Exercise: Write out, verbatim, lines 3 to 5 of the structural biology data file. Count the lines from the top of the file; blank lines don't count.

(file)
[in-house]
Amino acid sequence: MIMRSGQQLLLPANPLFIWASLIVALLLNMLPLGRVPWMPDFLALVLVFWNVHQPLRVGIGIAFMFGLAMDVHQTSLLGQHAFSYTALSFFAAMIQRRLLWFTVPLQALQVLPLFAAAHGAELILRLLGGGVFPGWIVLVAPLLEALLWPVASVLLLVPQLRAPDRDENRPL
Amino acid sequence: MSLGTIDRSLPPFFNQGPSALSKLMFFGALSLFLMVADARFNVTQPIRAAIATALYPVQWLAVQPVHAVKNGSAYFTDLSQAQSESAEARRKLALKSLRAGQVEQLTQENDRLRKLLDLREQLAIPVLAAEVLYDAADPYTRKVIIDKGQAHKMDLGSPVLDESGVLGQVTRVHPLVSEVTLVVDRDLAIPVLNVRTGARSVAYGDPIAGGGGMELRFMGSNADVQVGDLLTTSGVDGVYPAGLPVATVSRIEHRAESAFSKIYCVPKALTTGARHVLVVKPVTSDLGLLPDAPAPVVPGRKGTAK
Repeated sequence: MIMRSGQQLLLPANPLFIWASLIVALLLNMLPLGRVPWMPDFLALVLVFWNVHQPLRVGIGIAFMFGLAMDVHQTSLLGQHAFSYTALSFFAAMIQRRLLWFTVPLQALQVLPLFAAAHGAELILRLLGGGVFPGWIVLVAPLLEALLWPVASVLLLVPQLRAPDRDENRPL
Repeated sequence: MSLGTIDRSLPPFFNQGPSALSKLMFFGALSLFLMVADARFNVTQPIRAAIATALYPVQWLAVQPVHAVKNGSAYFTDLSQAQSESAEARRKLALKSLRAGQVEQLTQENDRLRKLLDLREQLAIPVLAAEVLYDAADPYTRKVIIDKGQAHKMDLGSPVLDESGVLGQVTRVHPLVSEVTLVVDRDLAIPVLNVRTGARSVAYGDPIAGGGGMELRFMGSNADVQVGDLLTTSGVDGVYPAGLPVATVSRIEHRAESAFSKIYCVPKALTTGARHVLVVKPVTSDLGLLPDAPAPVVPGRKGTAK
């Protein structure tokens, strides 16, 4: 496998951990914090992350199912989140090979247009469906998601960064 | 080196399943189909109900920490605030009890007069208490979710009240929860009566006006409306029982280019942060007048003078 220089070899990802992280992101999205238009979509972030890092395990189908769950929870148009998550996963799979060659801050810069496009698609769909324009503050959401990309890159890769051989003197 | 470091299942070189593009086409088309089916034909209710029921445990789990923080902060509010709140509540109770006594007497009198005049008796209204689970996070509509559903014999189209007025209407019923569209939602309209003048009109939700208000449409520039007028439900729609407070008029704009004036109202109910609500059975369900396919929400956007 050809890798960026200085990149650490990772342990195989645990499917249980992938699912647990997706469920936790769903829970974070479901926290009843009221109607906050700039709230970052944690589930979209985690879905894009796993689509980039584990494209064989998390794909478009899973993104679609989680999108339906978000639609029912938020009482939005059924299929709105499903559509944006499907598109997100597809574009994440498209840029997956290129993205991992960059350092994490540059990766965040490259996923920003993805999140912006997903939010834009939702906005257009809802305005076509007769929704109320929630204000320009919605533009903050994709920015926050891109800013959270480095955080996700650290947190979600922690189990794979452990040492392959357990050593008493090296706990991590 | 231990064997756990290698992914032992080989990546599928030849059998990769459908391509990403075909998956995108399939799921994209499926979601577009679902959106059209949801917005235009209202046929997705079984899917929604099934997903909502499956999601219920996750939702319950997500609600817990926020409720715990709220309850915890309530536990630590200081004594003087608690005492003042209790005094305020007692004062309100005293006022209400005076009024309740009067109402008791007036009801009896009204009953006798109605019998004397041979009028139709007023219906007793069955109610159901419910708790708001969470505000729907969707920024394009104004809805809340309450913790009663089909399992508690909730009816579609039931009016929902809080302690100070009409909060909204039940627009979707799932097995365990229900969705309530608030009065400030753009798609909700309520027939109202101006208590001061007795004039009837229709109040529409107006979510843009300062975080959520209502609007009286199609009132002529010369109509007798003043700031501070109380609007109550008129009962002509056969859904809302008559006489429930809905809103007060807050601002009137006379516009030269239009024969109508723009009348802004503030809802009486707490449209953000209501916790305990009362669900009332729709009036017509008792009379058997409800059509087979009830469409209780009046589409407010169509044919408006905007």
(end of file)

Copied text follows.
Amino acid sequence: MSLGTIDRSLPPFFNQGPSALSKLMFFGALSLFLMVADARFNVTQPIRAAIATALYPVQWLAVQPVHAVKNGSAYFTDLSQAQSESAEARRKLALKSLRAGQVEQLTQENDRLRKLLDLREQLAIPVLAAEVLYDAADPYTRKVIIDKGQAHKMDLGSPVLDESGVLGQVTRVHPLVSEVTLVVDRDLAIPVLNVRTGARSVAYGDPIAGGGGMELRFMGSNADVQVGDLLTTSGVDGVYPAGLPVATVSRIEHRAESAFSKIYCVPKALTTGARHVLVVKPVTSDLGLLPDAPAPVVPGRKGTAK
Repeated sequence: MIMRSGQQLLLPANPLFIWASLIVALLLNMLPLGRVPWMPDFLALVLVFWNVHQPLRVGIGIAFMFGLAMDVHQTSLLGQHAFSYTALSFFAAMIQRRLLWFTVPLQALQVLPLFAAAHGAELILRLLGGGVFPGWIVLVAPLLEALLWPVASVLLLVPQLRAPDRDENRPL
Repeated sequence: MSLGTIDRSLPPFFNQGPSALSKLMFFGALSLFLMVADARFNVTQPIRAAIATALYPVQWLAVQPVHAVKNGSAYFTDLSQAQSESAEARRKLALKSLRAGQVEQLTQENDRLRKLLDLREQLAIPVLAAEVLYDAADPYTRKVIIDKGQAHKMDLGSPVLDESGVLGQVTRVHPLVSEVTLVVDRDLAIPVLNVRTGARSVAYGDPIAGGGGMELRFMGSNADVQVGDLLTTSGVDGVYPAGLPVATVSRIEHRAESAFSKIYCVPKALTTGARHVLVVKPVTSDLGLLPDAPAPVVPGRKGTAK